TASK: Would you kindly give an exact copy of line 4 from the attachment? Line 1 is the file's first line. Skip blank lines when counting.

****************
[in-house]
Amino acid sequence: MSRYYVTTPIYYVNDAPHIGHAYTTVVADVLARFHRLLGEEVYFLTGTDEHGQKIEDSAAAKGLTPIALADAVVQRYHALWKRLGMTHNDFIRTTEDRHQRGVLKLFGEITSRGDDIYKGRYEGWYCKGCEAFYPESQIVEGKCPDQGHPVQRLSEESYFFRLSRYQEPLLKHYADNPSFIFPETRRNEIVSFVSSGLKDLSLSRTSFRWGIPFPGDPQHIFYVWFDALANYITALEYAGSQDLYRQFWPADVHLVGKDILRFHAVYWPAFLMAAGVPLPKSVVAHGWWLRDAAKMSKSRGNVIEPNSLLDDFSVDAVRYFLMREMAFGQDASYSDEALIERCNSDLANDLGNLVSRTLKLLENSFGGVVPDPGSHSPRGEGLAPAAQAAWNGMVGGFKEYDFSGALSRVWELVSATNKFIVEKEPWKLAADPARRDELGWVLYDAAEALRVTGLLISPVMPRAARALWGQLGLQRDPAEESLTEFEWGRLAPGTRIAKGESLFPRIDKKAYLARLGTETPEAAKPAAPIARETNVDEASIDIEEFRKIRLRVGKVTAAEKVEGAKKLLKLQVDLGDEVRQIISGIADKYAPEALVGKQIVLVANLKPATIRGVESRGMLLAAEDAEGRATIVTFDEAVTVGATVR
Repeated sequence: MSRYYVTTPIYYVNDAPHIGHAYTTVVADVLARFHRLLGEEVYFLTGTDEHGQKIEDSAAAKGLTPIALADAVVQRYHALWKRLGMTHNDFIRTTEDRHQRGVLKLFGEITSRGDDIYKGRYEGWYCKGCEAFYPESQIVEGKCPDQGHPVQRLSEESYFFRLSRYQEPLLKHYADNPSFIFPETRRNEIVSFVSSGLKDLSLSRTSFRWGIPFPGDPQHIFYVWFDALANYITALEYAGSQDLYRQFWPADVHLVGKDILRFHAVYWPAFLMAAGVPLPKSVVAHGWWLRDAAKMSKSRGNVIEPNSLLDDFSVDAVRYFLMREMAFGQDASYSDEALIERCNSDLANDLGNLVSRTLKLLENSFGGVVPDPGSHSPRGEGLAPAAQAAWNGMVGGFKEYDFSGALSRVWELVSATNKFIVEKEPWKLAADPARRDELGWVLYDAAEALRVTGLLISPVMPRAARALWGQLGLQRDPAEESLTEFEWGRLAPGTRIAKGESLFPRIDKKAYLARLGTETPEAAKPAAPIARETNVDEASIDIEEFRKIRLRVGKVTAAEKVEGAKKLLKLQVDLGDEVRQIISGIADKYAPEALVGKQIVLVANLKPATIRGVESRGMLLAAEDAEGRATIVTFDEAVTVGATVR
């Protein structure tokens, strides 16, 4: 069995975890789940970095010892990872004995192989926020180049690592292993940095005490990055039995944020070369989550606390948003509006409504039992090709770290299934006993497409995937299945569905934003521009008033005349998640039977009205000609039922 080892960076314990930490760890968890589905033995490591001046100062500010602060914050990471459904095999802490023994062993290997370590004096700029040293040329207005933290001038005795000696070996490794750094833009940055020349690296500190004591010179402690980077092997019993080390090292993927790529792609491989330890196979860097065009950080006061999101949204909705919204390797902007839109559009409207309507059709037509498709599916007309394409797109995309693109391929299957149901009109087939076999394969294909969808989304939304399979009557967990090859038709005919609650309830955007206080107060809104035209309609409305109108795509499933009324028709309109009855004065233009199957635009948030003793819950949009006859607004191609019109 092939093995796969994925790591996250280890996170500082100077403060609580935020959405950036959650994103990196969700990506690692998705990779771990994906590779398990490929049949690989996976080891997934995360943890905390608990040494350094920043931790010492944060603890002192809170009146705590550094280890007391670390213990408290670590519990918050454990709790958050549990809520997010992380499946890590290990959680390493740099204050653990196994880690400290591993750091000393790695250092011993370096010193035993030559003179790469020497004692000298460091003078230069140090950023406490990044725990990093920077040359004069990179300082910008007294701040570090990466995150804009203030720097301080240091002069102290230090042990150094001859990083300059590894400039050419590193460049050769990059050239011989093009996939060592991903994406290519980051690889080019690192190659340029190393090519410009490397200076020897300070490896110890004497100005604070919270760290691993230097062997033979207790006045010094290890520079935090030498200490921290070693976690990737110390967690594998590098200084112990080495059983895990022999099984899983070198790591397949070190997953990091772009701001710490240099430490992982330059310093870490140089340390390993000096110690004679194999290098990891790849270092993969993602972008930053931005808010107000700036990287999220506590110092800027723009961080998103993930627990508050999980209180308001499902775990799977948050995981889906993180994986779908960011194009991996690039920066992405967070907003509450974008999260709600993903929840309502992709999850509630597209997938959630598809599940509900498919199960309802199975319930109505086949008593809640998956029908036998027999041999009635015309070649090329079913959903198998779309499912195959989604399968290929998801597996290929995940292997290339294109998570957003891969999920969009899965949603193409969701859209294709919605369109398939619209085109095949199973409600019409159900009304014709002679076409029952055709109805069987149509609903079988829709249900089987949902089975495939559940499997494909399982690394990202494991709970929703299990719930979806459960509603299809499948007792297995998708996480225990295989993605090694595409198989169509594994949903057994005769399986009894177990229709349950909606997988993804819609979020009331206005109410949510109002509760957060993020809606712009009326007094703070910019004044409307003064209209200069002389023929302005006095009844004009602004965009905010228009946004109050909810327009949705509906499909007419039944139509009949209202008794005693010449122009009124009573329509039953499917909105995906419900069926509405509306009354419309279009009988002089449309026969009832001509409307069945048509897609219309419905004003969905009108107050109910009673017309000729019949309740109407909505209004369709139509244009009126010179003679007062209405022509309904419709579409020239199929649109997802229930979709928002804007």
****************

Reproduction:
């Protein structure tokens, strides 16, 4: 069995975890789940970095010892990872004995192989926020180049690592292993940095005490990055039995944020070369989550606390948003509006409504039992090709770290299934006993497409995937299945569905934003521009008033005349998640039977009205000609039922 080892960076314990930490760890968890589905033995490591001046100062500010602060914050990471459904095999802490023994062993290997370590004096700029040293040329207005933290001038005795000696070996490794750094833009940055020349690296500190004591010179402690980077092997019993080390090292993927790529792609491989330890196979860097065009950080006061999101949204909705919204390797902007839109559009409207309507059709037509498709599916007309394409797109995309693109391929299957149901009109087939076999394969294909969808989304939304399979009557967990090859038709005919609650309830955007206080107060809104035209309609409305109108795509499933009324028709309109009855004065233009199957635009948030003793819950949009006859607004191609019109 092939093995796969994925790591996250280890996170500082100077403060609580935020959405950036959650994103990196969700990506690692998705990779771990994906590779398990490929049949690989996976080891997934995360943890905390608990040494350094920043931790010492944060603890002192809170009146705590550094280890007391670390213990408290670590519990918050454990709790958050549990809520997010992380499946890590290990959680390493740099204050653990196994880690400290591993750091000393790695250092011993370096010193035993030559003179790469020497004692000298460091003078230069140090950023406490990044725990990093920077040359004069990179300082910008007294701040570090990466995150804009203030720097301080240091002069102290230090042990150094001859990083300059590894400039050419590193460049050769990059050239011989093009996939060592991903994406290519980051690889080019690192190659340029190393090519410009490397200076020897300070490896110890004497100005604070919270760290691993230097062997033979207790006045010094290890520079935090030498200490921290070693976690990737110390967690594998590098200084112990080495059983895990022999099984899983070198790591397949070190997953990091772009701001710490240099430490992982330059310093870490140089340390390993000096110690004679194999290098990891790849270092993969993602972008930053931005808010107000700036990287999220506590110092800027723009961080998103993930627990508050999980209180308001499902775990799977948050995981889906993180994986779908960011194009991996690039920066992405967070907003509450974008999260709600993903929840309502992709999850509630597209997938959630598809599940509900498919199960309802199975319930109505086949008593809640998956029908036998027999041999009635015309070649090329079913959903198998779309499912195959989604399968290929998801597996290929995940292997290339294109998570957003891969999920969009899965949603193409969701859209294709919605369109398939619209085109095949199973409600019409159900009304014709002679076409029952055709109805069987149509609903079988829709249900089987949902089975495939559940499997494909399982690394990202494991709970929703299990719930979806459960509603299809499948007792297995998708996480225990295989993605090694595409198989169509594994949903057994005769399986009894177990229709349950909606997988993804819609979020009331206005109410949510109002509760957060993020809606712009009326007094703070910019004044409307003064209209200069002389023929302005006095009844004009602004965009905010228009946004109050909810327009949705509906499909007419039944139509009949209202008794005693010449122009009124009573329509039953499917909105995906419900069926509405509306009354419309279009009988002089449309026969009832001509409307069945048509897609219309419905004003969905009108107050109910009673017309000729019949309740109407909505209004369709139509244009009126010179003679007062209405022509309904419709579409020239199929649109997802229930979709928002804007």